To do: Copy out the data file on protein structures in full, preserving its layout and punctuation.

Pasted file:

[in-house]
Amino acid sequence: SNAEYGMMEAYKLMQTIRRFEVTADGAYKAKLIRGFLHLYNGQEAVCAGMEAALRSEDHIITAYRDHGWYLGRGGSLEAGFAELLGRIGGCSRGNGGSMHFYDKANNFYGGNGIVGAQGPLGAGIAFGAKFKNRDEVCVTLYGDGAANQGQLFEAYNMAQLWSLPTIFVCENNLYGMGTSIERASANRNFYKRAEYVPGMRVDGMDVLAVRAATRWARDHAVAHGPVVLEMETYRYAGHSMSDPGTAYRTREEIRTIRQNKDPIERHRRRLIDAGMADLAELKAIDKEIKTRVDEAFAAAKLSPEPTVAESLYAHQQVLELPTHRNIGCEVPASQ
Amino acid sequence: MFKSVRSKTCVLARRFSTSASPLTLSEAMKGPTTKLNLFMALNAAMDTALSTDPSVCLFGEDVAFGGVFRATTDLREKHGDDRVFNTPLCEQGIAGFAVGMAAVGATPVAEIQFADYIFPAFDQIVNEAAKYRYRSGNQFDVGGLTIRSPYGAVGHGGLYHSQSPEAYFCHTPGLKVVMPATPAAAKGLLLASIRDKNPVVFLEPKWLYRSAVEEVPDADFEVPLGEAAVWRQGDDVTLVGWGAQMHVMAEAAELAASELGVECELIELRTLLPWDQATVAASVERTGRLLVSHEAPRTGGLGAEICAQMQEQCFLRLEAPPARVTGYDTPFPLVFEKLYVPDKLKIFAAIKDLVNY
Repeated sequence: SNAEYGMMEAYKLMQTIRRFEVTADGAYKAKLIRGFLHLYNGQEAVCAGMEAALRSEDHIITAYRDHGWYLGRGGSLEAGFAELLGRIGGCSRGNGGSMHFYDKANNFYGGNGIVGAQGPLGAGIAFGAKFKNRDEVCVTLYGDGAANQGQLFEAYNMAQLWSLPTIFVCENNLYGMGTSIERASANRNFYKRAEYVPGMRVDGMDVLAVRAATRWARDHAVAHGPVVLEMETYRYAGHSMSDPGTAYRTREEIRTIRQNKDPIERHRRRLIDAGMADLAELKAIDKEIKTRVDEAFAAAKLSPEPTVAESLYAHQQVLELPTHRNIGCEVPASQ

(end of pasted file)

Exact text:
[in-house]
Amino acid sequence: SNAEYGMMEAYKLMQTIRRFEVTADGAYKAKLIRGFLHLYNGQEAVCAGMEAALRSEDHIITAYRDHGWYLGRGGSLEAGFAELLGRIGGCSRGNGGSMHFYDKANNFYGGNGIVGAQGPLGAGIAFGAKFKNRDEVCVTLYGDGAANQGQLFEAYNMAQLWSLPTIFVCENNLYGMGTSIERASANRNFYKRAEYVPGMRVDGMDVLAVRAATRWARDHAVAHGPVVLEMETYRYAGHSMSDPGTAYRTREEIRTIRQNKDPIERHRRRLIDAGMADLAELKAIDKEIKTRVDEAFAAAKLSPEPTVAESLYAHQQVLELPTHRNIGCEVPASQ
Amino acid sequence: MFKSVRSKTCVLARRFSTSASPLTLSEAMKGPTTKLNLFMALNAAMDTALSTDPSVCLFGEDVAFGGVFRATTDLREKHGDDRVFNTPLCEQGIAGFAVGMAAVGATPVAEIQFADYIFPAFDQIVNEAAKYRYRSGNQFDVGGLTIRSPYGAVGHGGLYHSQSPEAYFCHTPGLKVVMPATPAAAKGLLLASIRDKNPVVFLEPKWLYRSAVEEVPDADFEVPLGEAAVWRQGDDVTLVGWGAQMHVMAEAAELAASELGVECELIELRTLLPWDQATVAASVERTGRLLVSHEAPRTGGLGAEICAQMQEQCFLRLEAPPARVTGYDTPFPLVFEKLYVPDKLKIFAAIKDLVNY
Repeated sequence: SNAEYGMMEAYKLMQTIRRFEVTADGAYKAKLIRGFLHLYNGQEAVCAGMEAALRSEDHIITAYRDHGWYLGRGGSLEAGFAELLGRIGGCSRGNGGSMHFYDKANNFYGGNGIVGAQGPLGAGIAFGAKFKNRDEVCVTLYGDGAANQGQLFEAYNMAQLWSLPTIFVCENNLYGMGTSIERASANRNFYKRAEYVPGMRVDGMDVLAVRAATRWARDHAVAHGPVVLEMETYRYAGHSMSDPGTAYRTREEIRTIRQNKDPIERHRRRLIDAGMADLAELKAIDKEIKTRVDEAFAAAKLSPEPTVAESLYAHQQVLELPTHRNIGCEVPASQ